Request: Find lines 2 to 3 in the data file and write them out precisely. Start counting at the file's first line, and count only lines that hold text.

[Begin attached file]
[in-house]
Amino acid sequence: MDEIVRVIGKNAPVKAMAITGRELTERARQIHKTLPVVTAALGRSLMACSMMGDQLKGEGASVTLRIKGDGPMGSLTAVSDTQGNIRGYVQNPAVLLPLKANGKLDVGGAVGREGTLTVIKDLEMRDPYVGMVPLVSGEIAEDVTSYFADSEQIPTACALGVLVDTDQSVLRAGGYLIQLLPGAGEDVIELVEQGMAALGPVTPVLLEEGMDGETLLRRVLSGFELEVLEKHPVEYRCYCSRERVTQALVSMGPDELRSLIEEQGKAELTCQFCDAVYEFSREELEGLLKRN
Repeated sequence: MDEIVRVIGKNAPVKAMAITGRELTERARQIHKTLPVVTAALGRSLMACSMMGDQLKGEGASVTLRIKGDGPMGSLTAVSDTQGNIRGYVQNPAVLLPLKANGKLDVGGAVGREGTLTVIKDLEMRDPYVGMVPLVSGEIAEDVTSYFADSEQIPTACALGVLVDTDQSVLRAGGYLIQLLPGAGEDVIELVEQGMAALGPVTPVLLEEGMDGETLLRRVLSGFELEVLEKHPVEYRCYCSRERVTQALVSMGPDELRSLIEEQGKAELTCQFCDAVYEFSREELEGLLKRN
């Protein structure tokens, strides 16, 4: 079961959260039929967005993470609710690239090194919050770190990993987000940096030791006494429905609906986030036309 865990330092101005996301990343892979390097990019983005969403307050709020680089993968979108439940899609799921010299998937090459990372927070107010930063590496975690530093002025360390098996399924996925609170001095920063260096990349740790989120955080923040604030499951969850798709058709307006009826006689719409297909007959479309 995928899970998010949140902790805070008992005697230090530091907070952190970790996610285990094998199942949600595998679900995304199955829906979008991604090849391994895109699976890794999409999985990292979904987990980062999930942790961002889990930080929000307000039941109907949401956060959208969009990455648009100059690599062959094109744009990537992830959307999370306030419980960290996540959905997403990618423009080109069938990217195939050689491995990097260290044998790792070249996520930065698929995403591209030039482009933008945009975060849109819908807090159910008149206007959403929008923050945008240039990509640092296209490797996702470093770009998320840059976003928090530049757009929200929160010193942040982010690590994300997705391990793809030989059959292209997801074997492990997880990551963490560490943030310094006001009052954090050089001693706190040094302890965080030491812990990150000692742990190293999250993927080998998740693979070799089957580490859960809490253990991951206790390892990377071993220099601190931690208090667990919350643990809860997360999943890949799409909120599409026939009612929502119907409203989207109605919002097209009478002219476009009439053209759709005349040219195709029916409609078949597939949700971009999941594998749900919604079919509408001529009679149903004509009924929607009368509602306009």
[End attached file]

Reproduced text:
Amino acid sequence: MDEIVRVIGKNAPVKAMAITGRELTERARQIHKTLPVVTAALGRSLMACSMMGDQLKGEGASVTLRIKGDGPMGSLTAVSDTQGNIRGYVQNPAVLLPLKANGKLDVGGAVGREGTLTVIKDLEMRDPYVGMVPLVSGEIAEDVTSYFADSEQIPTACALGVLVDTDQSVLRAGGYLIQLLPGAGEDVIELVEQGMAALGPVTPVLLEEGMDGETLLRRVLSGFELEVLEKHPVEYRCYCSRERVTQALVSMGPDELRSLIEEQGKAELTCQFCDAVYEFSREELEGLLKRN
Repeated sequence: MDEIVRVIGKNAPVKAMAITGRELTERARQIHKTLPVVTAALGRSLMACSMMGDQLKGEGASVTLRIKGDGPMGSLTAVSDTQGNIRGYVQNPAVLLPLKANGKLDVGGAVGREGTLTVIKDLEMRDPYVGMVPLVSGEIAEDVTSYFADSEQIPTACALGVLVDTDQSVLRAGGYLIQLLPGAGEDVIELVEQGMAALGPVTPVLLEEGMDGETLLRRVLSGFELEVLEKHPVEYRCYCSRERVTQALVSMGPDELRSLIEEQGKAELTCQFCDAVYEFSREELEGLLKRN